With the senior population growing each year, more and more older Americans are embarking on travel adventures with their families. Recognizing this trend, hotels and airports have begun to rethink and modify services to meet this age group’s changing mobility needs.
While that’s great news for senior travelers, families of those with dementia need to do some rethinking of their own. By anticipating and planning for specific challenges, they can have a more memorable, enjoyable experience when traveling with memory-challenged seniors.
Our advice for dementia care when on the road or in the air
- Check with the physician of your parent or grandparent for approval to travel. Talk with the doctor about medications, vaccinations and physical limitations.
- If your loved one lives in a retirement community, inform the manager of the upcoming trip so staff can help prepare him or her.
- Avoid evening travel if possible as it can lead to heightened confusion and agitation.
- If traveling by air, request special services (wheelchairs, specific seating and advance boarding) in advance.
- Plan for special dietary needs. Be sure acceptable food will be on hand throughout your trip, and carry snacks and nutritional supplements if necessary.
- Pack prescriptions and medical documentation, i.e., Medicare and other insurance cards.
- Give your parent a card listing your name and cell phone number in case you get separated. Be sure she or he has is carrying at least one form of ID.
- Take a picture every morning so you can show how your family member with dementia is dressed if you should become separated.
- Allow time for breaks and moving slowly from place to place. Arrive for flights earlier than usual.
- Keep a daily routine, and try to maintain a schedule for medications, mealtime and rest time.
In addition, you might want to read our tips on how you can best communicate with your family member with dementia during your trip.
If children are going to travel with you, talk to them about dementia. You can prepare them by reading suggested children’s books about dementia or taking some along on your trip. We heartily recommend “The Unforgettable Adventures of Grandma’s Cape,” written by our own Joel Kroft, Executive Director of Memory Support. To get the book for free, just stop by the front desk at any Country Meadows campus. Click here to find the location nearest you.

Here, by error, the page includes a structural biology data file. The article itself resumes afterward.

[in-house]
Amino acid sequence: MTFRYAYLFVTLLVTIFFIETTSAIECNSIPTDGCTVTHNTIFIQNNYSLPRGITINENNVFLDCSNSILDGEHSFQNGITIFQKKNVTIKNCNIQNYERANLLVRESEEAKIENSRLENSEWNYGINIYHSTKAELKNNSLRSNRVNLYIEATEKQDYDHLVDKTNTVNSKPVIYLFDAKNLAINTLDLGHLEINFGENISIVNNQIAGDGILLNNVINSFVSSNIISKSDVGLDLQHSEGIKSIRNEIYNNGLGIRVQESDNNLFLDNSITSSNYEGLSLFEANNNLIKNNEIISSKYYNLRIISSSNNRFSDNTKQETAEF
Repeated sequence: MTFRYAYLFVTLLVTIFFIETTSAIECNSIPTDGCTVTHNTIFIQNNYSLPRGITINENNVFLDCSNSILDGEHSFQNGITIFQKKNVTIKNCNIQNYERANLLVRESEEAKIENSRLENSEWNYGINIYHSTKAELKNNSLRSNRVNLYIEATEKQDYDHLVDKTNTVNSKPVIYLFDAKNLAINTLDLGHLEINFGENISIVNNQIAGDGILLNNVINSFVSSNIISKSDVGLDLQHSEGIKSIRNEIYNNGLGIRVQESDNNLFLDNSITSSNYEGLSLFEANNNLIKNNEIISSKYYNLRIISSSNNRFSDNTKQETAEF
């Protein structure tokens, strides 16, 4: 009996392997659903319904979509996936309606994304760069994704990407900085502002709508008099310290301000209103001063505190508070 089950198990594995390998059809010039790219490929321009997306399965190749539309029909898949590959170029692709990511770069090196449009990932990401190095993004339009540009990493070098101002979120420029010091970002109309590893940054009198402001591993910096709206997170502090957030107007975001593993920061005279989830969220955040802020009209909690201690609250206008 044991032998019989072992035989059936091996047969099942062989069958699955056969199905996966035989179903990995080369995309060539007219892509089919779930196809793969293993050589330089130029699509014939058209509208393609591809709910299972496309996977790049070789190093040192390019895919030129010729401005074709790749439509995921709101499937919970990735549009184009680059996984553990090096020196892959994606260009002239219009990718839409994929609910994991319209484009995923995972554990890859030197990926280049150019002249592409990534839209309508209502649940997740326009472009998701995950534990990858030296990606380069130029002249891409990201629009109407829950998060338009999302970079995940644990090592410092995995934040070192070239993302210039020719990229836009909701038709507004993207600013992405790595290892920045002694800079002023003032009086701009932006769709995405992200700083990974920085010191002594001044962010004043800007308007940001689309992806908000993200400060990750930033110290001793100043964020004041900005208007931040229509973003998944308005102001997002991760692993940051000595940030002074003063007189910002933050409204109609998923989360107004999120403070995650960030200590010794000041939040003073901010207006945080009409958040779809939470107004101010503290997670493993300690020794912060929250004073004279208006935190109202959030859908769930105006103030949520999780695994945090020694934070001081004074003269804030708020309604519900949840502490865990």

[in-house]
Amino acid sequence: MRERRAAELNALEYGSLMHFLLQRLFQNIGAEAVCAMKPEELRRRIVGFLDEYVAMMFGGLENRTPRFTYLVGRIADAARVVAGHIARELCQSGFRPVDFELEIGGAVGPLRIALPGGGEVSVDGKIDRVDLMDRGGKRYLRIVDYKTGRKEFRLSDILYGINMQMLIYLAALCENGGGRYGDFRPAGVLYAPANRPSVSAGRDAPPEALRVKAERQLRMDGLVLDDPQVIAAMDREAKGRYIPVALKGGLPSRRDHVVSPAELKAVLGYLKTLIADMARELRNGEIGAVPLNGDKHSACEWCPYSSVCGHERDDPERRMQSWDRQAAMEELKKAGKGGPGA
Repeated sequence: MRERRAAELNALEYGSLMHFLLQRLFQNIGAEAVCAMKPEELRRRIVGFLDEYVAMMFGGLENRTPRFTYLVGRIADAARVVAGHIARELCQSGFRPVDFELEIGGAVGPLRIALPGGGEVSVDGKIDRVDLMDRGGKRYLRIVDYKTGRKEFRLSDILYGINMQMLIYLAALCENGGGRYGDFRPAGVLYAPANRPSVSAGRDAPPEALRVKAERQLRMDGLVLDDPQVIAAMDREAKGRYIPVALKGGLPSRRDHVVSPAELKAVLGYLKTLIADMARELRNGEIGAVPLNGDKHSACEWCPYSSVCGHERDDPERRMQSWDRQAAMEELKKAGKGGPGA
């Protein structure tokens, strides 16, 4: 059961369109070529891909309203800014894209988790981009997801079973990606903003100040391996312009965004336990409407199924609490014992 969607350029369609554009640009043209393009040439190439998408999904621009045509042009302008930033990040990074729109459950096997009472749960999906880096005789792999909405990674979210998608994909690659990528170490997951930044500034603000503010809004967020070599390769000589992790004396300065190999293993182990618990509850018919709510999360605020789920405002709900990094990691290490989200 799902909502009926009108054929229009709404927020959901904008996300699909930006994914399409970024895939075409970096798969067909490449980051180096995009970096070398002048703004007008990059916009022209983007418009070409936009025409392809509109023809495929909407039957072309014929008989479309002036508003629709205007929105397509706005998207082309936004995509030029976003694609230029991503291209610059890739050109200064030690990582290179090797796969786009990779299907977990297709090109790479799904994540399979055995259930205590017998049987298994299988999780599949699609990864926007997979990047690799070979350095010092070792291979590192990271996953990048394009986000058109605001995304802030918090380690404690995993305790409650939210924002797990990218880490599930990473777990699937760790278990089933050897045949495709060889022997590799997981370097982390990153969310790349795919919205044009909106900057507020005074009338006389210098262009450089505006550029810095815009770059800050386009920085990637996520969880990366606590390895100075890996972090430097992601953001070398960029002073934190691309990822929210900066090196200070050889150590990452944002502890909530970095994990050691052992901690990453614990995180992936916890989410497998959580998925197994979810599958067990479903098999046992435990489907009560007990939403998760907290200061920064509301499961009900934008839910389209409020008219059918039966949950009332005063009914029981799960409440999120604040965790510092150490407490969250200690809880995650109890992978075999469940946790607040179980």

Our commitment to seniors and families
If you’re considering dementia care in Pennsylvania or Maryland, we hope you will inquire about Country Meadows Retirement Communities. Many families who thought they would need a nursing home with dementia care have found their loved one could be compassionately cared for by Connections memory support services here at Country Meadows.
Our dedicated and trained Connections co-workers engage residents through socialization activities within a secure neighborhood or a personal care or assisted living home. We also have a Connections Club for residents with mild cognitive loss to alleviate their feelings of frustration and anxiety. For seniors with more serious memory loss, we offer a Connections Neighborhood with secure entrances and exits and added assistance with daily personal needs.
Please contact us for information or schedule a visit to meet our staff, learn more about our Connections program or tour any of our senior living homes. We have 10 retirement communities in Pennsylvania as well as a Frederick, Maryland retirement community, where residents live full lives in a family-oriented, caring environment.
Tags: Alzheimer's disease, Alzheimers, caregivers, dementia, family, Memory Care